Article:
,just west of the Amberley Air force Base at Ipswich.
The officers were using hand held radar devices to check speeding vehicles approaching the crest of a hill.
The officers were suddenly surprised when their radar guns began reading 500 kms per hour.
The officer attempted to reset the radar guns, but they would not reset and then turned off. Just then a deafening
roar over the treetops revealed that the radar had in fact locked on to an RAAF F/A-18F Super Hornet which was
engaged in a low flying exercise near the location.
Back at the QLD Police Headquarters the Patrol Sergeant fired off a complaint to the RAAF Base Commander.
The reply came back in true RAAF style:
Thank you for your letter. We can now complete the file on this incident.
You may be interested to know that the tactical computer in the Hornet had detected the presence of, and subsequently
locked on to your hostile radar equipment and automatically sent a jamming signal back to it, which is why it shut down.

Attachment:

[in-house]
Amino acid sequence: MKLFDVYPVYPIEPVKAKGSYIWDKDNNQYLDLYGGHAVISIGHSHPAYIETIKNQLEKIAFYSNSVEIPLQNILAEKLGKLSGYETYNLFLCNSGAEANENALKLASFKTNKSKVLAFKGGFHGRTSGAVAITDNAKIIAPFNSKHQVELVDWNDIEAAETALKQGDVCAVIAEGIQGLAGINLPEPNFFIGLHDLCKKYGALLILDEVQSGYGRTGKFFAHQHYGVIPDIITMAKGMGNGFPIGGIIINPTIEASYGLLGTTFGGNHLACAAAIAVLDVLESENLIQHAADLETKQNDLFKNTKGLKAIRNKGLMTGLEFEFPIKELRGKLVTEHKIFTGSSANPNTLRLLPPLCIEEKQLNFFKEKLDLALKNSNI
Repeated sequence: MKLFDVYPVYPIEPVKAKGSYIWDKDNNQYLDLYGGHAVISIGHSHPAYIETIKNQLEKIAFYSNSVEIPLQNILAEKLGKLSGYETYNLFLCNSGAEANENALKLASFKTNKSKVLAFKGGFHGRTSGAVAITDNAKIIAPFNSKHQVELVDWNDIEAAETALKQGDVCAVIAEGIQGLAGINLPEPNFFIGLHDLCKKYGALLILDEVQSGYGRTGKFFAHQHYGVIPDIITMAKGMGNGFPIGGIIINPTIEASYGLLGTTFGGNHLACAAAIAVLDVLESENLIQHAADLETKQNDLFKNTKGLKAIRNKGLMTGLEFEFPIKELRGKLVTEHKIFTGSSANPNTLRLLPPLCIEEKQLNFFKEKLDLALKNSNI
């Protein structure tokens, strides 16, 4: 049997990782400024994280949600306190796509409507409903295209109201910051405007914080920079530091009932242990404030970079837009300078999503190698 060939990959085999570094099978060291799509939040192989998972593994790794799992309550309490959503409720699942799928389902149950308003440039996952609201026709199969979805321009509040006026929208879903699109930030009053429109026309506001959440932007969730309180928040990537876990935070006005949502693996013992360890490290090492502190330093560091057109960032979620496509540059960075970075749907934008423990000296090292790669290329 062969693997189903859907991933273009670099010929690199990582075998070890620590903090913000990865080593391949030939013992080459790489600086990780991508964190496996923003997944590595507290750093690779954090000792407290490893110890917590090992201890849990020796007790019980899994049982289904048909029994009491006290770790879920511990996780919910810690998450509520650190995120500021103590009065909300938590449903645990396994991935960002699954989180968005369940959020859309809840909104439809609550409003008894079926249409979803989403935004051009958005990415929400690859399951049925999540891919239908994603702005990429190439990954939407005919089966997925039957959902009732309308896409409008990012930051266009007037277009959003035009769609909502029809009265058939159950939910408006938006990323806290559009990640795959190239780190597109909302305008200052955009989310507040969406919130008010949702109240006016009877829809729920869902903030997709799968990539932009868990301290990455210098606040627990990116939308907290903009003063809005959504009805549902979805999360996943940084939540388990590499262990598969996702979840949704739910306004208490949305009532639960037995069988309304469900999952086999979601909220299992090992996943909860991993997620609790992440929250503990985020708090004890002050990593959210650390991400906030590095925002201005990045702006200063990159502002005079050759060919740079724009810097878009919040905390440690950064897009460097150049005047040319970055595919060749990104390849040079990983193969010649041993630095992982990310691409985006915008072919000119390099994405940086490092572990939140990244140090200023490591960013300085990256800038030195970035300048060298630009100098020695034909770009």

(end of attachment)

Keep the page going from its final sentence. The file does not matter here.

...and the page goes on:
Furthermore, an Air-to-Ground missile aboard the fully armed aircraft had also automatically locked on to your equipment location.
Fortunately, the Senior Pilot flying the Hornet recognized the situation for what it was, quickly responded to the missile system alert status
and was able to override the automated defense system before the missile was launched to destroy the hostile radar position.
The pilot also suggests you cover your mouths when cursing at them, since the video systems on these jets are very high tech.
Sergeant Johnson, the officer holding the left radar gun, should get his dentist to check his left rear molar. It appears the filling is loose.
Also, the snap is broken on his holster.
Thank you for your concern.
Wing Commander Brown, SFO
RAAF. Amberley. Ipswich, Qld.